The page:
“I’ll be interested in any transaction that comes up,” Hussain Al Qemzi, chief executive officer of the United Arab Emirates-based lender, said in an interview in Singapore today. “Malaysia is the world’s biggest sukuk market. I understand companies are looking to finance infrastructure projects.”
Malaysia, which is aiming to become a global hub for Islamic finance, has a $444 billion program to build roads and power plants over the next 10 years. Sukuk, or Islamic bonds, pay asset returns to comply with the religion’s ban on interest.
Al Qemzi said yesterday at the World Islamic Banking Conference in Singapore that the European debt crisis offered Islamic lenders a “golden opportunity” to capture a bigger share of the world banking market.
Noor Islamic helped clients raise $2.1 billion of syndicated loans in Turkey in the past 18 months and it plans similar ventures in Southeast Asia, he said.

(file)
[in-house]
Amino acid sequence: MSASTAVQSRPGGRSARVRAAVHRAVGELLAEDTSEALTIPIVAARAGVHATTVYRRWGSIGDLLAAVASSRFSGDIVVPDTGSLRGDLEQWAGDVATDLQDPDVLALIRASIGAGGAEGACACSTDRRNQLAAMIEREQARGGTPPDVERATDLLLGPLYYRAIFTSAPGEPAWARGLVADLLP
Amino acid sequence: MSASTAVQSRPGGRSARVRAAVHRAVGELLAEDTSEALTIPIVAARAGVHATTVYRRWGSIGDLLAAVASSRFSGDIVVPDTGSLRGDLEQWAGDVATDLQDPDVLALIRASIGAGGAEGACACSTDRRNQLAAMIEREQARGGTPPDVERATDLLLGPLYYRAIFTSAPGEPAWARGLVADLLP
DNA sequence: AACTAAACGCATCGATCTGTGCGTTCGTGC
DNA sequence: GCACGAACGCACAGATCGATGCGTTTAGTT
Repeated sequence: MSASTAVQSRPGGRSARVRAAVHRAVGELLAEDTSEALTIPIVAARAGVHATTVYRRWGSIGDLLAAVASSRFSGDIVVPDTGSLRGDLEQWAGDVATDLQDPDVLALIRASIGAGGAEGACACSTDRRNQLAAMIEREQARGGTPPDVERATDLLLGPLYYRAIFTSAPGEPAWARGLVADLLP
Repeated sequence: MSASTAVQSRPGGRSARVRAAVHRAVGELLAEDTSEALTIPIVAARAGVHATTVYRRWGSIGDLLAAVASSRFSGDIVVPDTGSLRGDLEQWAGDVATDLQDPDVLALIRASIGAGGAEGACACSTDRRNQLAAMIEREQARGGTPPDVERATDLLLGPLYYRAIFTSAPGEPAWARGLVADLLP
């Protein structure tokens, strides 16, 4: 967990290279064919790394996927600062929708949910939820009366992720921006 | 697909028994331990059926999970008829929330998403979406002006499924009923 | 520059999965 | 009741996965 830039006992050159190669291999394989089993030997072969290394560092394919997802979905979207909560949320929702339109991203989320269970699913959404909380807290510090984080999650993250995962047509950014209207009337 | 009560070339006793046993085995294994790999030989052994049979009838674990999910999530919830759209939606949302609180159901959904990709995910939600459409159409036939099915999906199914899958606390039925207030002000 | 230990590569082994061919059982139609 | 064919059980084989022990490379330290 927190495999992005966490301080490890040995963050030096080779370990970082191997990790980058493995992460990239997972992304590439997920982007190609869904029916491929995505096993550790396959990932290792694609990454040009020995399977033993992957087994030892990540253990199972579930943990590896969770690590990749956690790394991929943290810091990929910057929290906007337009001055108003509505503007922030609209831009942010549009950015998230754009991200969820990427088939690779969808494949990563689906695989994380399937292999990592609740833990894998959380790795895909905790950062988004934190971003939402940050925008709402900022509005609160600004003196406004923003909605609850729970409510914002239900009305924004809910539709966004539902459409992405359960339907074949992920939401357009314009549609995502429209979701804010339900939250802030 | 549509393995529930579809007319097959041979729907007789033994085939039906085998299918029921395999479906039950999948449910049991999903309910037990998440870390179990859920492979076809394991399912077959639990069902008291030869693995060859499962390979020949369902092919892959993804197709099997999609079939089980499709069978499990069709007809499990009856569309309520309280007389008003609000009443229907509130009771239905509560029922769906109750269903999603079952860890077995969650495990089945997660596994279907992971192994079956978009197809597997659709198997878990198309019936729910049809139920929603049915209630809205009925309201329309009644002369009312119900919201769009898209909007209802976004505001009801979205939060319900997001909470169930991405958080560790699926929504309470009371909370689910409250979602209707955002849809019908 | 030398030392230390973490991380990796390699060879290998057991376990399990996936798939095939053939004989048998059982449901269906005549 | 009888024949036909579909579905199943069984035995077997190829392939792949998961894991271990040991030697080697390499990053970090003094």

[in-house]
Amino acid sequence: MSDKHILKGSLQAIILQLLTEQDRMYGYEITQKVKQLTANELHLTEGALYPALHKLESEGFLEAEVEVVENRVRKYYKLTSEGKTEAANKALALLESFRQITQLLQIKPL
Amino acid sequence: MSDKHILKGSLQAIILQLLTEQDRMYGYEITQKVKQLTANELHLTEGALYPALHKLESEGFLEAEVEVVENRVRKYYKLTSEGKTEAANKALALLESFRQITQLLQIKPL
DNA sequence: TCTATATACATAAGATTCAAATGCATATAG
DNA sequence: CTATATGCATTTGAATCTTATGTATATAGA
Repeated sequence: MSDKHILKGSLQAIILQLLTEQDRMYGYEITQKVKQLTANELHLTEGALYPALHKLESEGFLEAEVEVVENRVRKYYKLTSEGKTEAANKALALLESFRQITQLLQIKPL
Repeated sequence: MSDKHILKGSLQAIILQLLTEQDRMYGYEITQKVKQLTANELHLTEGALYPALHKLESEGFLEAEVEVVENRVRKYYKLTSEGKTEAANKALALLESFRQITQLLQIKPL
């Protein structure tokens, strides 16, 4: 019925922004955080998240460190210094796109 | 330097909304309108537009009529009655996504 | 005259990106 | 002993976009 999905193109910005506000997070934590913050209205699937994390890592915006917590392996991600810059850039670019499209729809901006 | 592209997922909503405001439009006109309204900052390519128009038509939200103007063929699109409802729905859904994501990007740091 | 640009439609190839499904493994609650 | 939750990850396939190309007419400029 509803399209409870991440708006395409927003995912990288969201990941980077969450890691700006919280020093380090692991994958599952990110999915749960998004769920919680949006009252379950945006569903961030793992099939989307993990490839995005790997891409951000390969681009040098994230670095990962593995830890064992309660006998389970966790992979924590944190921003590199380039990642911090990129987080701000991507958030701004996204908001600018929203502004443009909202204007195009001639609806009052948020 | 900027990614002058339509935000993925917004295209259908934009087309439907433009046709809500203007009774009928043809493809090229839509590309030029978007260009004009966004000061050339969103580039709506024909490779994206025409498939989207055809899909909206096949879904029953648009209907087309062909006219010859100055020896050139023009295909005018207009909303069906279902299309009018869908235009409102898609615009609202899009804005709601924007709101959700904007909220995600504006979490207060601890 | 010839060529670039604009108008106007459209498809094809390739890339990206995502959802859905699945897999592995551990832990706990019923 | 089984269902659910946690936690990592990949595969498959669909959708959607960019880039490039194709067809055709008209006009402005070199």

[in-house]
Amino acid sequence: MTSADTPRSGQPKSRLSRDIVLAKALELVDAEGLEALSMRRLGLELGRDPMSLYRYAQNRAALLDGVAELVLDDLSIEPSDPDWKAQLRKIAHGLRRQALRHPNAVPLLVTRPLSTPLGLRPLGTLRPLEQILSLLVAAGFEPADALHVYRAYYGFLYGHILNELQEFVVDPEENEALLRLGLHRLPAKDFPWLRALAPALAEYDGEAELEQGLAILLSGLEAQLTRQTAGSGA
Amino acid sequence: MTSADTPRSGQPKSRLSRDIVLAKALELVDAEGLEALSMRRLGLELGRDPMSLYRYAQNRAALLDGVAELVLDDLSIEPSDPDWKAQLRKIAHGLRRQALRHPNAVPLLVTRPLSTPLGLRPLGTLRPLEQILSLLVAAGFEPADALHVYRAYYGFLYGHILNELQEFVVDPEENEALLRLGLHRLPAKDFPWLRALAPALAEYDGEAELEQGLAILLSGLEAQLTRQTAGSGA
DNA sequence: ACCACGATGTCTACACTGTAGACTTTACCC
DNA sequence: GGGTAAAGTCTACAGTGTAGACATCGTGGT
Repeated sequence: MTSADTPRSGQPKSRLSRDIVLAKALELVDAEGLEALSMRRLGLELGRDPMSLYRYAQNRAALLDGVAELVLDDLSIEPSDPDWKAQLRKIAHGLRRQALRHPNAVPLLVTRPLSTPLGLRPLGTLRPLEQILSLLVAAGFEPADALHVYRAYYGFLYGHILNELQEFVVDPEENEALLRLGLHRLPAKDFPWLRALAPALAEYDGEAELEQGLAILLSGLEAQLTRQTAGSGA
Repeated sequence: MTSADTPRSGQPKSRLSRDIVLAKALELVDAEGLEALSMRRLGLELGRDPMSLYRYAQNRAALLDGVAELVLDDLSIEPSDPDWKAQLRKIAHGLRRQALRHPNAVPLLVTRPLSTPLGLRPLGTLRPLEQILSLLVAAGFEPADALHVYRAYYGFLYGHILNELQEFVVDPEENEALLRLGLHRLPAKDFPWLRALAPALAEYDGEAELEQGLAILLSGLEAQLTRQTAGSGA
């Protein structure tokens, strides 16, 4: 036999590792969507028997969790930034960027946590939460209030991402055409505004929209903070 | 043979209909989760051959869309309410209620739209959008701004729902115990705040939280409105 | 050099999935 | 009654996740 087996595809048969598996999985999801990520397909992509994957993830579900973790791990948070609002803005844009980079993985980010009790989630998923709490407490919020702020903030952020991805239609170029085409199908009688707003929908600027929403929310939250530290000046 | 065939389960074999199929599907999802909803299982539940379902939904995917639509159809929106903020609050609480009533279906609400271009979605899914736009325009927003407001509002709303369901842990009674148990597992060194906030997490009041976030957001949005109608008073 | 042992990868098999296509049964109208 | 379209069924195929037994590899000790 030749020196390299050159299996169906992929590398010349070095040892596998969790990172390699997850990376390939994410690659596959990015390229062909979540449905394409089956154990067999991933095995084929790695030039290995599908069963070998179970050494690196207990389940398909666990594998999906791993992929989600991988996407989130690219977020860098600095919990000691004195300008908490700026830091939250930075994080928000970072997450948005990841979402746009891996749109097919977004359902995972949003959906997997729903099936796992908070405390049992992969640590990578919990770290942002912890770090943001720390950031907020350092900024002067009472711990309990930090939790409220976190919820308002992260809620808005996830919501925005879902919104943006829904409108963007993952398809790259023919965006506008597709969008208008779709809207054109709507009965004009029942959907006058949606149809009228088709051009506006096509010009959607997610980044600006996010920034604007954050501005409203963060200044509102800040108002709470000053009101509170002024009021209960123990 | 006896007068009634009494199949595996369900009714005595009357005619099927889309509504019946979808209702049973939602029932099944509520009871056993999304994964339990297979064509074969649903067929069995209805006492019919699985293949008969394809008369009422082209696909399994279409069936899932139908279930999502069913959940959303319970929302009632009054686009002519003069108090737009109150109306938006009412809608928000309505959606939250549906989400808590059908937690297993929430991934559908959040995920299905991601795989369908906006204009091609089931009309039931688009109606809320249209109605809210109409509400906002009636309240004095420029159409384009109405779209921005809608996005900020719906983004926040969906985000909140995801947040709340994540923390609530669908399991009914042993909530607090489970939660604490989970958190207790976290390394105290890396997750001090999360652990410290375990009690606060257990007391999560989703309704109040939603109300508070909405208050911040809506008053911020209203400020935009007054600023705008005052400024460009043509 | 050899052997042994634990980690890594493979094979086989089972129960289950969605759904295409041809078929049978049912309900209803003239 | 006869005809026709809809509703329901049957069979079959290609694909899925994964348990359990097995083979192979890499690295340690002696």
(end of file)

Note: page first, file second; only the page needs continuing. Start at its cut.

“We will be interested in helping Southeast Asian clients with Shariah-compliant business in the Middle East,” Al Qemzi said.
Malaysian companies have sold 15 billion ringgit ($4.7 billion) of Islamic bonds in 2012, 8 percent more than the same period last year, according to data compiled by Bloomberg. Assets of Shariah-compliant banks are expected to reach $1.1 trillion this year from $826 billion in 2010, according to an estimate published by Ernst & Young.
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